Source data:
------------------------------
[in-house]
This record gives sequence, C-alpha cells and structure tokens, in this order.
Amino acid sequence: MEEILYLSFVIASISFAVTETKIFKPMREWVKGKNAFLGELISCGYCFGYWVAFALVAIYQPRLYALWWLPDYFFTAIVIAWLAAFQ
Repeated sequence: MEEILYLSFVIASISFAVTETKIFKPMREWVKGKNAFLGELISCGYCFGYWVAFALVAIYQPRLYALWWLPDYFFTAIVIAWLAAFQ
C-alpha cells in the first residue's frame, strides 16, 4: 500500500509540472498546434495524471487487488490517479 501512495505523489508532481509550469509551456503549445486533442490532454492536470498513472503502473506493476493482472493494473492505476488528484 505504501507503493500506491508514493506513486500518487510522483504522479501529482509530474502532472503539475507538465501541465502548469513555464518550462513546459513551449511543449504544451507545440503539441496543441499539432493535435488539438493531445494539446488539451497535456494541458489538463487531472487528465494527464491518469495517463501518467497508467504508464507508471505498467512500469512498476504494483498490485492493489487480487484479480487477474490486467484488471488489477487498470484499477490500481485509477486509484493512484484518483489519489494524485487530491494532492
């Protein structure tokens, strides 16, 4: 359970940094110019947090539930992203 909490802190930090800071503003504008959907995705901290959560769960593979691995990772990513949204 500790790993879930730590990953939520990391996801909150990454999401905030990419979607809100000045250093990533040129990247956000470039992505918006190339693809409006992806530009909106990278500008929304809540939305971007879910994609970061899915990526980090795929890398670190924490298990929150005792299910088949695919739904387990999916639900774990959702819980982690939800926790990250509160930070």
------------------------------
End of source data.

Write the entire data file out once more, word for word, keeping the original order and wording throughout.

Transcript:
[in-house]
This record gives sequence, C-alpha cells and structure tokens, in this order.
Amino acid sequence: MEEILYLSFVIASISFAVTETKIFKPMREWVKGKNAFLGELISCGYCFGYWVAFALVAIYQPRLYALWWLPDYFFTAIVIAWLAAFQ
Repeated sequence: MEEILYLSFVIASISFAVTETKIFKPMREWVKGKNAFLGELISCGYCFGYWVAFALVAIYQPRLYALWWLPDYFFTAIVIAWLAAFQ
C-alpha cells in the first residue's frame, strides 16, 4: 500500500509540472498546434495524471487487488490517479 501512495505523489508532481509550469509551456503549445486533442490532454492536470498513472503502473506493476493482472493494473492505476488528484 505504501507503493500506491508514493506513486500518487510522483504522479501529482509530474502532472503539475507538465501541465502548469513555464518550462513546459513551449511543449504544451507545440503539441496543441499539432493535435488539438493531445494539446488539451497535456494541458489538463487531472487528465494527464491518469495517463501518467497508467504508464507508471505498467512500469512498476504494483498490485492493489487480487484479480487477474490486467484488471488489477487498470484499477490500481485509477486509484493512484484518483489519489494524485487530491494532492
């Protein structure tokens, strides 16, 4: 359970940094110019947090539930992203 909490802190930090800071503003504008959907995705901290959560769960593979691995990772990513949204 500790790993879930730590990953939520990391996801909150990454999401905030990419979607809100000045250093990533040129990247956000470039992505918006190339693809409006992806530009909106990278500008929304809540939305971007879910994609970061899915990526980090795929890398670190924490298990929150005792299910088949695919739904387990999916639900774990959702819980982690939800926790990250509160930070």